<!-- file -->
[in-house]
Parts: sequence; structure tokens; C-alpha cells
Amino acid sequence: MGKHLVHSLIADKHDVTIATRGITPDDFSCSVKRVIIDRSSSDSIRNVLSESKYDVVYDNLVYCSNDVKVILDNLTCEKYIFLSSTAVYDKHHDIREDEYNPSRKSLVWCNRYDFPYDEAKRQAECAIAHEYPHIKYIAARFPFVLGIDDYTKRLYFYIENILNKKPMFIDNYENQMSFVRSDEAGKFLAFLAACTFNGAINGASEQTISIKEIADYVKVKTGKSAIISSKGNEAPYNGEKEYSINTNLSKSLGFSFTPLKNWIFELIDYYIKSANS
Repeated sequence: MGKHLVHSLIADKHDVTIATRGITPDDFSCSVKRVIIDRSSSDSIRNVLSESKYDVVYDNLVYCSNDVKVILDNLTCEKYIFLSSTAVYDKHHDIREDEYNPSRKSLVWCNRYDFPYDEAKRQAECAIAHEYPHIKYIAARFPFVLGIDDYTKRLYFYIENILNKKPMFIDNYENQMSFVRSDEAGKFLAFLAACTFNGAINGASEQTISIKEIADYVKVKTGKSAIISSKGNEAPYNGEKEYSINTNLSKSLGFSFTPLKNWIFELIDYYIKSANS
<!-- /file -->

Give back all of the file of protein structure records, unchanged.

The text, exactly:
[in-house]
Parts: sequence; structure tokens; C-alpha cells
Amino acid sequence: MGKHLVHSLIADKHDVTIATRGITPDDFSCSVKRVIIDRSSSDSIRNVLSESKYDVVYDNLVYCSNDVKVILDNLTCEKYIFLSSTAVYDKHHDIREDEYNPSRKSLVWCNRYDFPYDEAKRQAECAIAHEYPHIKYIAARFPFVLGIDDYTKRLYFYIENILNKKPMFIDNYENQMSFVRSDEAGKFLAFLAACTFNGAINGASEQTISIKEIADYVKVKTGKSAIISSKGNEAPYNGEKEYSINTNLSKSLGFSFTPLKNWIFELIDYYIKSANS
Repeated sequence: MGKHLVHSLIADKHDVTIATRGITPDDFSCSVKRVIIDRSSSDSIRNVLSESKYDVVYDNLVYCSNDVKVILDNLTCEKYIFLSSTAVYDKHHDIREDEYNPSRKSLVWCNRYDFPYDEAKRQAECAIAHEYPHIKYIAARFPFVLGIDDYTKRLYFYIENILNKKPMFIDNYENQMSFVRSDEAGKFLAFLAACTFNGAINGASEQTISIKEIADYVKVKTGKSAIISSKGNEAPYNGEKEYSINTNLSKSLGFSFTPLKNWIFELIDYYIKSANS